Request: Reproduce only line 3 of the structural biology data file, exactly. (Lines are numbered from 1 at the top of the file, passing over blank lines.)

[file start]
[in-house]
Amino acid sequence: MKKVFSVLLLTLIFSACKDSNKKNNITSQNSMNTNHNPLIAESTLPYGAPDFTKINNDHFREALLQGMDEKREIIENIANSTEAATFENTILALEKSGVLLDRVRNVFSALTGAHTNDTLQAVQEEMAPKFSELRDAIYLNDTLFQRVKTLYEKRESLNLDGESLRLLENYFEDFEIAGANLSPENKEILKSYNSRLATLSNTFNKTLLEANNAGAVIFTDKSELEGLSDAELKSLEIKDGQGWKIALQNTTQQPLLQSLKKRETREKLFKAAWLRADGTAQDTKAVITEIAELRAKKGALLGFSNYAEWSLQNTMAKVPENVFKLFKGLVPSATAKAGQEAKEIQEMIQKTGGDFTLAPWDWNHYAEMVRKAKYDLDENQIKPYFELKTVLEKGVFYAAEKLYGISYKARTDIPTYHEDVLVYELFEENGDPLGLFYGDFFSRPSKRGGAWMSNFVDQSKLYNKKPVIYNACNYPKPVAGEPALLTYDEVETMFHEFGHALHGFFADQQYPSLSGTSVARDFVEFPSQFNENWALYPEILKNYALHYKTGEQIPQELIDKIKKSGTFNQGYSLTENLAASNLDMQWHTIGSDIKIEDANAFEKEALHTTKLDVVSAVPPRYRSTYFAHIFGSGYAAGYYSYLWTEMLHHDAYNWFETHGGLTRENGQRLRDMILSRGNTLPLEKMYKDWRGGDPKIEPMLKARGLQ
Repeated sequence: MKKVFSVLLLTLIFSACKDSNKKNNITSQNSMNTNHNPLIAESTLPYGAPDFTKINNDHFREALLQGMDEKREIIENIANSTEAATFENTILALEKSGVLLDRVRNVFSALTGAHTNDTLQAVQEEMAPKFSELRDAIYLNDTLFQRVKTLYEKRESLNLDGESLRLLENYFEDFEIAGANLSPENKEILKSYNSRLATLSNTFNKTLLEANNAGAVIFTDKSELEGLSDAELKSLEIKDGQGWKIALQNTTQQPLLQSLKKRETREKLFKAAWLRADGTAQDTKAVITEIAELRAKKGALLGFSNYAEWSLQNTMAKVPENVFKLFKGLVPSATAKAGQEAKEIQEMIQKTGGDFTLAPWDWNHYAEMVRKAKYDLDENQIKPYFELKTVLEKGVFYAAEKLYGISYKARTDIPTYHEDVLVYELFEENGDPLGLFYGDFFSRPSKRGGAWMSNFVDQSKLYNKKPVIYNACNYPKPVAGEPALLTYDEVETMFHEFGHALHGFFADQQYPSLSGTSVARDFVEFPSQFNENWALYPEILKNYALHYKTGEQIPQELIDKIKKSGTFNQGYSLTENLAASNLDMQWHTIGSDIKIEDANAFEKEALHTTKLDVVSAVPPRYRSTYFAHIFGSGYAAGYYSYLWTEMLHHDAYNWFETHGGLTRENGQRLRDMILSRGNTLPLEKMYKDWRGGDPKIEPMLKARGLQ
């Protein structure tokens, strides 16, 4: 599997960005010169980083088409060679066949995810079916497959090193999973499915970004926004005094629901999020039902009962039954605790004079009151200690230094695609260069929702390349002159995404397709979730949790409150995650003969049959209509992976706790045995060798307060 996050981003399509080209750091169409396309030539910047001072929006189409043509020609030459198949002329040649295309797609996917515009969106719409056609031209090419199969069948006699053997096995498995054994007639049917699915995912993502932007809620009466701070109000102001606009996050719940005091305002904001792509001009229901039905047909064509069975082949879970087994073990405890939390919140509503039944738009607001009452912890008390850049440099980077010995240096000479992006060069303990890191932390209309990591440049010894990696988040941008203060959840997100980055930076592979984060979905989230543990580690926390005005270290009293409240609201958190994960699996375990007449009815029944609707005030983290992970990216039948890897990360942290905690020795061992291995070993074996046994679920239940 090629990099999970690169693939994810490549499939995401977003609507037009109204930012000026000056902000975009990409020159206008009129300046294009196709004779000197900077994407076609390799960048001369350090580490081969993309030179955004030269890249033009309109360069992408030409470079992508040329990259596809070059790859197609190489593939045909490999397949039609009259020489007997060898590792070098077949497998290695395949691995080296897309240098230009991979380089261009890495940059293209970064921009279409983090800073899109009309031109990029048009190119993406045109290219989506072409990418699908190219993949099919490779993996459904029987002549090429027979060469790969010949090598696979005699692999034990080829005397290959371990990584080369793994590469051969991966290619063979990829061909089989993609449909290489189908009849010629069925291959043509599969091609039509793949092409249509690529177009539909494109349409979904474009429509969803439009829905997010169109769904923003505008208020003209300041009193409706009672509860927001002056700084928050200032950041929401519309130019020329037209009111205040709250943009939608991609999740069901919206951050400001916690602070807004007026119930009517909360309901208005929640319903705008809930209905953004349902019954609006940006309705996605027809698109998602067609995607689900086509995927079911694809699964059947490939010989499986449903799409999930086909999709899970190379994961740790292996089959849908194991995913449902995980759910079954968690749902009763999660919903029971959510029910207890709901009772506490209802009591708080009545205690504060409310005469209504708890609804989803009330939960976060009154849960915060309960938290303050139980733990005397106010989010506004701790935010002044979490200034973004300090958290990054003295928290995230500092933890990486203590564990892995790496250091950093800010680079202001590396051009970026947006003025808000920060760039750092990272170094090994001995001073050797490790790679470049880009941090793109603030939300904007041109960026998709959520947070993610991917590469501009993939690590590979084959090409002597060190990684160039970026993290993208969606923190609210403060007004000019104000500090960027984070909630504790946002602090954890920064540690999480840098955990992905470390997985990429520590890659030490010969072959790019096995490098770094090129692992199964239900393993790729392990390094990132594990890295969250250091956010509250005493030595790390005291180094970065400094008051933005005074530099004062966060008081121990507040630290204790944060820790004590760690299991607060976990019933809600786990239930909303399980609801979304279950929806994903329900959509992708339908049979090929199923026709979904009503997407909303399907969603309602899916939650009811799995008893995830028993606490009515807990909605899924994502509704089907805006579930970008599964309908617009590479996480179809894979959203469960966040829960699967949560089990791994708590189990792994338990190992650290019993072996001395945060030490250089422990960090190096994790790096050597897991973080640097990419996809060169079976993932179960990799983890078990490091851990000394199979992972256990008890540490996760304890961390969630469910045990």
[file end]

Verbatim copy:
Repeated sequence: MKKVFSVLLLTLIFSACKDSNKKNNITSQNSMNTNHNPLIAESTLPYGAPDFTKINNDHFREALLQGMDEKREIIENIANSTEAATFENTILALEKSGVLLDRVRNVFSALTGAHTNDTLQAVQEEMAPKFSELRDAIYLNDTLFQRVKTLYEKRESLNLDGESLRLLENYFEDFEIAGANLSPENKEILKSYNSRLATLSNTFNKTLLEANNAGAVIFTDKSELEGLSDAELKSLEIKDGQGWKIALQNTTQQPLLQSLKKRETREKLFKAAWLRADGTAQDTKAVITEIAELRAKKGALLGFSNYAEWSLQNTMAKVPENVFKLFKGLVPSATAKAGQEAKEIQEMIQKTGGDFTLAPWDWNHYAEMVRKAKYDLDENQIKPYFELKTVLEKGVFYAAEKLYGISYKARTDIPTYHEDVLVYELFEENGDPLGLFYGDFFSRPSKRGGAWMSNFVDQSKLYNKKPVIYNACNYPKPVAGEPALLTYDEVETMFHEFGHALHGFFADQQYPSLSGTSVARDFVEFPSQFNENWALYPEILKNYALHYKTGEQIPQELIDKIKKSGTFNQGYSLTENLAASNLDMQWHTIGSDIKIEDANAFEKEALHTTKLDVVSAVPPRYRSTYFAHIFGSGYAAGYYSYLWTEMLHHDAYNWFETHGGLTRENGQRLRDMILSRGNTLPLEKMYKDWRGGDPKIEPMLKARGLQ